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Foodservice First Aid Supplies and Top 3 Kitchen Mishaps
Top FDA Violations - Restaurants and Fast Food Top FDA Violations - Restaurants and Fast Food
 
 

Top 3 Kitchen Mishaps: What Critical First Aid Supplies do You Need?

Written by Cindy Rice, RS, CP-FS, MSPH Eastern Food Safety

Accidents happen all the time in restaurant kitchens and they can be catastrophic for a food establishment, especially a small operation. With good managerial control and training, we can minimize these occurrences, but we also need to be prepared with adequate first aid supplies if the occasion demands.

 

 

What first aid supplies does OSHA “require”?

OSHA does not require, endorse, or certify products, rather, OSHA is the enforcer of standards. It upholds the health and safety conditions for all industry types in the U.S. and uses ANSI standards (American National Standards Institute) as guidelines in enforcing its policies for each industry. OSHA categorizes food industry workplaces under the category of “General industry” in its assessments.

To summarize OSHA regulations for General industry (29 CFR 1910.151,) in the absence of medical facilities close to the workplace, adequate first aid supplies shall be readily available, and a person or persons should be adequately trained to render first aid onsite. Therefore, we must select supplies and emergency equipment that are most appropriate for our own foodservice workplace risks, in order to be compliant with 29 CFR 1910. Do you have the first aid supplies you need for these top 3 kitchen accidents?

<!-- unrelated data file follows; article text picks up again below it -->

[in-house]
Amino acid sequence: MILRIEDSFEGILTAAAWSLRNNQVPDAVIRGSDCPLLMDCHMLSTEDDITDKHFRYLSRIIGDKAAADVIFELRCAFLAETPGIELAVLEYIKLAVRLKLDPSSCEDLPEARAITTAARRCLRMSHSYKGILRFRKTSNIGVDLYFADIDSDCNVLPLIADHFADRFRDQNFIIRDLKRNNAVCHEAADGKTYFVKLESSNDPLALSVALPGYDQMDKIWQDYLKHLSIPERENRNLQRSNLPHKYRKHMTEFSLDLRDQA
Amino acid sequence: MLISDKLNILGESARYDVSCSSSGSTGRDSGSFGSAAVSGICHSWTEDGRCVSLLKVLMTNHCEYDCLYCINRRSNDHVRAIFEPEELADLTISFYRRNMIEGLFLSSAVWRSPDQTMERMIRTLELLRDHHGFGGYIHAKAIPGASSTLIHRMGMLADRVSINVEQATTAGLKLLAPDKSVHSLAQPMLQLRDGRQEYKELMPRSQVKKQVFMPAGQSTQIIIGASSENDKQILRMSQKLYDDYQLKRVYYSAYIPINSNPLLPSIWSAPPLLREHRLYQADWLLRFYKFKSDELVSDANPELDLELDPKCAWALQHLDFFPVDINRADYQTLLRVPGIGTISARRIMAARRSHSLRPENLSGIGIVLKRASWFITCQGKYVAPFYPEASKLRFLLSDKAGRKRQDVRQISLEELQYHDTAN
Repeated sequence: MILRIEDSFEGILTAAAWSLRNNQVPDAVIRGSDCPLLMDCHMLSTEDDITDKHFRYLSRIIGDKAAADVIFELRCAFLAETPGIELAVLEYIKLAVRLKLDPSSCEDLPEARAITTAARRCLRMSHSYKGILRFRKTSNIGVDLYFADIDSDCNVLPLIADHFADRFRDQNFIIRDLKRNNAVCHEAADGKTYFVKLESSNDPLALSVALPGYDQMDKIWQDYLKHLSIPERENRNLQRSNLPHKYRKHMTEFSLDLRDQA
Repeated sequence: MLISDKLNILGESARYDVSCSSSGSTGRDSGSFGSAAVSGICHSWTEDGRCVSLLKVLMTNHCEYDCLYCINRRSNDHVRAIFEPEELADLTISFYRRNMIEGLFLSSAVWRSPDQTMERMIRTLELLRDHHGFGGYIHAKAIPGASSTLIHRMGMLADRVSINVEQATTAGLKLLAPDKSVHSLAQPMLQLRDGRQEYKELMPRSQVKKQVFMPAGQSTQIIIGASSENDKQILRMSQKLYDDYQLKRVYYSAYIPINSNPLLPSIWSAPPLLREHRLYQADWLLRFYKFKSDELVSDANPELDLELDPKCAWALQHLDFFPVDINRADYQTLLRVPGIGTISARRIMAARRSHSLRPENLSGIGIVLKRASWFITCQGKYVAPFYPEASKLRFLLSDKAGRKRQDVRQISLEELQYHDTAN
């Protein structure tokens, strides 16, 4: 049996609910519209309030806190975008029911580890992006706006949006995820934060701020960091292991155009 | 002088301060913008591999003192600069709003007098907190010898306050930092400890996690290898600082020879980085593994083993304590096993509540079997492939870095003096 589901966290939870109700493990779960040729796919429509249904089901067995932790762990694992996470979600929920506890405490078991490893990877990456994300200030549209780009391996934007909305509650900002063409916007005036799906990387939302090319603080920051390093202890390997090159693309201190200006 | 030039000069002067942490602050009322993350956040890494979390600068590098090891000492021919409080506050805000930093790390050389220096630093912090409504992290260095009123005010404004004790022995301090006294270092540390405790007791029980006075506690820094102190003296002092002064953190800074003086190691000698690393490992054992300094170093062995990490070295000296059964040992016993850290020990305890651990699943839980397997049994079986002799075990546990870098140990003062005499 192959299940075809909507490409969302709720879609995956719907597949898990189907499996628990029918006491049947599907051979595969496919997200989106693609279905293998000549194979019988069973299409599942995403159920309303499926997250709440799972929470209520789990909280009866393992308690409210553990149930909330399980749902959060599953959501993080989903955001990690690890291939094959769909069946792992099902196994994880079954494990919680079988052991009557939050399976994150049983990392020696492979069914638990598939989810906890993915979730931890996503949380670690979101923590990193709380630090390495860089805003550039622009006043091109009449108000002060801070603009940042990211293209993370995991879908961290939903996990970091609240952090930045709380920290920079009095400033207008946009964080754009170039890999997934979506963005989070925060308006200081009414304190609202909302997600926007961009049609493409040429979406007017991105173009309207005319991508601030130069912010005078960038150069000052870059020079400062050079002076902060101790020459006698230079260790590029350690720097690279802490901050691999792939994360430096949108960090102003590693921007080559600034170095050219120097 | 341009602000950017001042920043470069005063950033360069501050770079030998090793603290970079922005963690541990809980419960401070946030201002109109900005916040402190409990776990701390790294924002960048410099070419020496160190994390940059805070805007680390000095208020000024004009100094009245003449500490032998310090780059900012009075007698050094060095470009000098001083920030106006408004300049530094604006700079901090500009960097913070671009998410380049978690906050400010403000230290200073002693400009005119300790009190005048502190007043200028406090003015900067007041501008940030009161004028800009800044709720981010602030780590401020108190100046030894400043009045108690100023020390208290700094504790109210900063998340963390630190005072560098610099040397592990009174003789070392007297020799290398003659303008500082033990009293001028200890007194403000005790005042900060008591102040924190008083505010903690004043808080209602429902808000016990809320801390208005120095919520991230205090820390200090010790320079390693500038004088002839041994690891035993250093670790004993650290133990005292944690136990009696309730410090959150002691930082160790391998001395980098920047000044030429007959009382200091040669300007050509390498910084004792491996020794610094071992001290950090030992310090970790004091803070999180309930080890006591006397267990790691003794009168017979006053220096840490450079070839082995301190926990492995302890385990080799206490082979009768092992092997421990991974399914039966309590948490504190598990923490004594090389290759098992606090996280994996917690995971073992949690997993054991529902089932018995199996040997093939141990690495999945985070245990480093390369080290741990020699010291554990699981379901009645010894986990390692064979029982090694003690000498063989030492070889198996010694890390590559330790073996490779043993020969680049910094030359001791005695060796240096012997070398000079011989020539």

1. Cuts, lacerations and amputations

Cutting accidents are a common risk in restaurant kitchens, from daily use of knives, choppers, and the many types of equipment that have moving, cutting and slicing motions. Not only are these an injury risk to an employee, cutting accidents also expose people to blood and blood borne pathogens such as HIV (AIDS), Hepatitis B or C. Potential for injuries are especially high for those not properly trained in using knives or other slicing equipment, or cleaning procedures.

Prevention Tips:

  • Store knives in a secure location, and clean properly
  • Use a cutting board always, and cut resistant gloves where needed
  • Food processors, slicers, choppers, grinders, mixers that have moving parts and blades must be guarded because of their hazardous motions
  • When cleaning equipment, follow Lockout-Tagout procedures and wear cut resistant gloves
  • Use protective equipment when handling broken glass incidents
  • Employees should be trained on proper use of knives and cutting equipment
  • Follow manufacturer’s instructions on use and cleaning

First Aid Supplies:

 

 

2. Burns and scalds

Burns are a very common occurrence in foodservice, resulting from contact with hot ovens, grills, open flames, and scalds from steam, grease and other hot liquids.

Prevention Tips:

  • Use clean, dry oven mitts of proper length, that can withstand high temperatures, and in certain situations, ones that are impervious to hot liquids, grease and steam.